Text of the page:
2.3. Thermal Characterisation

Thermal characterisation is performed at the scale of the whole fresh and aged pouch battery cells, by recording their temperature at three different locations namely at the top, middle (or center) and bottom regions as demonstrated in Figure 6.
Thermal behaviour of the battery cells basically results from the overall heat generation in the different layers inside the cells, as from the rate at which this heat can be transfered to the surroundings. It is assumed that the temperature distribution is independent of the z-direction, along the thickness of the battery cells. The thickness of the battery cells in the z-direction is fundamentally small compared to its two other dimensions (width and length) in x and y axes. Hence, the heat is propagating quickly by conduction along the thickness of the studied cells, so that the temperature distribution can be seen as uniform along the z-direction.

2.4. Numerical Simulation

In this work, numerical simulations are carried out according to an ageing and temperature dependent electrochemical-thermal modelling of the battery cells. The electrochemical simulations are performed with a pseudo two dimensional (P2D) modelling [39,40]. Wherein the electrodes are assumed to be porous materials composed of spherical particles immersed in the electrolyte. As part of physico-chemical models, electrochemical models are well documented in the literature [41,42,43]. These models are capable of accurately predicting the performance of lithium-ion batteries, which allows the battery manufacturers to optimise and improve the cell design and materials properties chosen for their products. With its wide set of physical parameters, porous electrochemical models are useful tools for design purposes of battery cells since they allow predicting and understanding the physical processes occurring inside the battery during its lifetime.
For the electrochemical modelling the internal structure of the battery is considered to be composed of multiple layers (electrodes, separator, current collectors) which is reduced (using a superposition approach) to a single unit layer made of negative current collector, negative electrode, separator, positive electrode and positive current collector.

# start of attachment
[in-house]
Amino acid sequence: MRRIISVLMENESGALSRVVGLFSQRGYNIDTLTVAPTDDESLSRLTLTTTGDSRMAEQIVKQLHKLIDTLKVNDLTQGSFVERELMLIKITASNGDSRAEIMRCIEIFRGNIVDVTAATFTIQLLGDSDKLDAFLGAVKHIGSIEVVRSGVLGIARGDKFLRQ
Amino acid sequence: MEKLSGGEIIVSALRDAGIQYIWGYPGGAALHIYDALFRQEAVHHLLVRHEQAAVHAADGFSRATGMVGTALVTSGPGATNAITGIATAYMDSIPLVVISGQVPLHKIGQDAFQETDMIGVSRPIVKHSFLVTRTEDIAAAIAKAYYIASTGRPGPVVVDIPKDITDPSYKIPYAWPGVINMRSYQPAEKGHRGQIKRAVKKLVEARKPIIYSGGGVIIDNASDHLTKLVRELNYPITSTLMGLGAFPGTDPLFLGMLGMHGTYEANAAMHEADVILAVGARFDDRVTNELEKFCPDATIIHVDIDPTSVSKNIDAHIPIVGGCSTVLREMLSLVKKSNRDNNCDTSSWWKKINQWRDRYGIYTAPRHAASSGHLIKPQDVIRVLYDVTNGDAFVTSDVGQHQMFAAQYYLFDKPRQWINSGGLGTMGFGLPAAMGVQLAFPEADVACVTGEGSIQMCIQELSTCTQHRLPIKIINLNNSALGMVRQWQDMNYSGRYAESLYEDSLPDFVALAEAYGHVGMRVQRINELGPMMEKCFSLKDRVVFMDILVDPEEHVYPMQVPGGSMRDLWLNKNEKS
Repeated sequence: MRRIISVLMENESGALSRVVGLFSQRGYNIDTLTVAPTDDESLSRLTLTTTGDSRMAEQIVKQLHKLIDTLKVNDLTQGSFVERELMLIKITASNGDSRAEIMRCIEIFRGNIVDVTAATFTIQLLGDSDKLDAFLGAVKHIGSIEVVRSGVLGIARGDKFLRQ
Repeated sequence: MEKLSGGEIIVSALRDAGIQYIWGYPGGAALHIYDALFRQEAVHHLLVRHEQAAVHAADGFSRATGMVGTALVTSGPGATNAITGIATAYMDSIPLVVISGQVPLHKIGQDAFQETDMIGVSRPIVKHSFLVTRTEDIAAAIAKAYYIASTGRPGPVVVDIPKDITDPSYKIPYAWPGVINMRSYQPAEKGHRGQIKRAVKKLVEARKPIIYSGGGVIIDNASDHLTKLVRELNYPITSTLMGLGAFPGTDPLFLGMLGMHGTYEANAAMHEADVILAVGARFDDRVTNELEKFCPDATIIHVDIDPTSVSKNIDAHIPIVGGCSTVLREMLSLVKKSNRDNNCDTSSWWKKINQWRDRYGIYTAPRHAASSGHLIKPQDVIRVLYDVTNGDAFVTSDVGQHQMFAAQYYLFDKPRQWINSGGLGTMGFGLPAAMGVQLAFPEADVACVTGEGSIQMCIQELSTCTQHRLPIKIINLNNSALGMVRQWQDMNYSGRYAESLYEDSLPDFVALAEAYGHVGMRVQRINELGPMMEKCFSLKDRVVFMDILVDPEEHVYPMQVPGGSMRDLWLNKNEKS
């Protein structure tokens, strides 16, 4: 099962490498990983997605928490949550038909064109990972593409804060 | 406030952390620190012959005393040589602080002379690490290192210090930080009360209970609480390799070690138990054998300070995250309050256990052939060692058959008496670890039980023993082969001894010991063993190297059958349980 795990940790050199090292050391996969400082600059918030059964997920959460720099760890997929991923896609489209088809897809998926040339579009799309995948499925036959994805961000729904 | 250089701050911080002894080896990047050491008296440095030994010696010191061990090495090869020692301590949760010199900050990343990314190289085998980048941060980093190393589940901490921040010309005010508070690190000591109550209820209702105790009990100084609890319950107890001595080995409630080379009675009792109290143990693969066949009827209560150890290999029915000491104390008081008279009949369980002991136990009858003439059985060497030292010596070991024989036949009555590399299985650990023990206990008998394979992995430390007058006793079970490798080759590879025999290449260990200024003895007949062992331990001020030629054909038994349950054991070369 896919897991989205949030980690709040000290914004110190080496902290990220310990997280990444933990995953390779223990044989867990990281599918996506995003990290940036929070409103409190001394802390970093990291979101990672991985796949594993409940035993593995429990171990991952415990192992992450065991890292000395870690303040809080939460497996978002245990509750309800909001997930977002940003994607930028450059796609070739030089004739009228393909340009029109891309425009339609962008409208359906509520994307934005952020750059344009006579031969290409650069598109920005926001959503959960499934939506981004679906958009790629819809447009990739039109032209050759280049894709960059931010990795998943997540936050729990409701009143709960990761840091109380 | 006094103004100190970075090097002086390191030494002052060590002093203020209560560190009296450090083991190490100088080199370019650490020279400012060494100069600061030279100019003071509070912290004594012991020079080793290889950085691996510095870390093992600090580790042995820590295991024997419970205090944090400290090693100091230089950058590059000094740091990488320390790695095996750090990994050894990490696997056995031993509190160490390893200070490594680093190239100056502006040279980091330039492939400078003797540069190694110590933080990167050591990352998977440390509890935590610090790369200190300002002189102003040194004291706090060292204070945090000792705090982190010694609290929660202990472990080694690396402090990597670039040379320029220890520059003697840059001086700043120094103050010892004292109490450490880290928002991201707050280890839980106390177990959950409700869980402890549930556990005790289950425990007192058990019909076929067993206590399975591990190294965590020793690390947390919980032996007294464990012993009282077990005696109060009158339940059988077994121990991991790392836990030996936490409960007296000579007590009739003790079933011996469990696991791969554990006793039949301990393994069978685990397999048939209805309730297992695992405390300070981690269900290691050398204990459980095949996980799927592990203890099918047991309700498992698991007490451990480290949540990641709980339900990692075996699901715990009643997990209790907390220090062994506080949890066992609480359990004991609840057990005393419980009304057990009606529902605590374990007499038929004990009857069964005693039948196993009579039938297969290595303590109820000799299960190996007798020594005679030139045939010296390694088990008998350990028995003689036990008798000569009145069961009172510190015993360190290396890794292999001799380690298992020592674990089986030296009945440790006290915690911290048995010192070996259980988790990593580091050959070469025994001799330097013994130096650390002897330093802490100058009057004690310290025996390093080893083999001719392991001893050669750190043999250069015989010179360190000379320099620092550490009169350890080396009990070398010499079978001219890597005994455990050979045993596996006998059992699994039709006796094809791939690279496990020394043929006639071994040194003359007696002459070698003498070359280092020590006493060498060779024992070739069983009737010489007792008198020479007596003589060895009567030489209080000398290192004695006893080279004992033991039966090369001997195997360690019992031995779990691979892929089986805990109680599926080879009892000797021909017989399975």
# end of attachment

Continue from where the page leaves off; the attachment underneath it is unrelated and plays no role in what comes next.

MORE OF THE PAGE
The coupling between the electrochemical (EC) and the thermal (T) parts of the developed temperature and ageing dependent electrochemical-thermal (ECT) modelling of the studied battery cells, is illustrated in Figure 7.
The heat equation which describes the heat transfer phenomenon occurring between the cell and its environment, for the coupling between both electrochemical and thermal modelling parts, is given in Equation (5):
ρ c p T t = ( k T ) + Q
where ρ represents the density, c p the heat capacity, T the temperature, k the thermal conductivity, and Q represents the heat generation.
The heat generation Q inside the cell is derived from Equation (6):
Q = j L i T ( U T ) reaction heat + j L i ( ϕ s ϕ e U ) active heat + [ σ s e f f ϕ s ϕ s + σ e e f f ϕ e ϕ e + κ D e f f l n ( c e ) ϕ e ] ohmic heat
where j L i is the transfer current due to the intercalation or deintercalation of lithium ions, ϕ s is the potential of the solid phase, ϕ e is the potential of the electrolyte phase, U is the open circuit voltage, T is the temperature, σ s e f f is the effective value of the electrical conductivity of the solid phase, σ e e f f is the effective value of the electrical conductivity of the electrolyte phase and c e represents the concentration of the electrolyte [44]. The first term in Equation (6) defines the reaction heat or the irreversible heat generation, the second term defines the reversible heat generation or active heat generation, while the third one (in brackets) defines the ohmic heat generation [45,46]. By definition, the reaction and the reversible heat generations are caused by the negative and the positive electrodes, while the ohmic heat generation comes from the electrolyte and both negative and positive electrodes.
The resulting thermo-physical properties of the whole battery cell after computation, according to Equations (A1, A2, A3 and A4) and Table A4, are summarised in Table 3.
Table A1 and Table A2 list the electrochemical parameters values associated to the uncycled and cycled porous electrodes, respectively, while Table A3 lists the electrochemical parameters values associated to the electrolyte and the separator of the studied battery cells.
Figure 8 illustrates the different steps carried out in this research work as part of the electrochemical-thermal modelling of the fresh and aged battery cells at both room and cycling temperature. First, the domains and the geometry related to the battery cells are defined, and further associated to their respective materials properties. After discretisation by meshing of the domains, the physics and the boundary conditions associated to each domain are defined for the numerical solving of the governing equations. Last, as output of the numerical simulations, the predicted voltage and temperature of the battery cells are compared against experimental data for validation of the electrochemical-thermal modelling.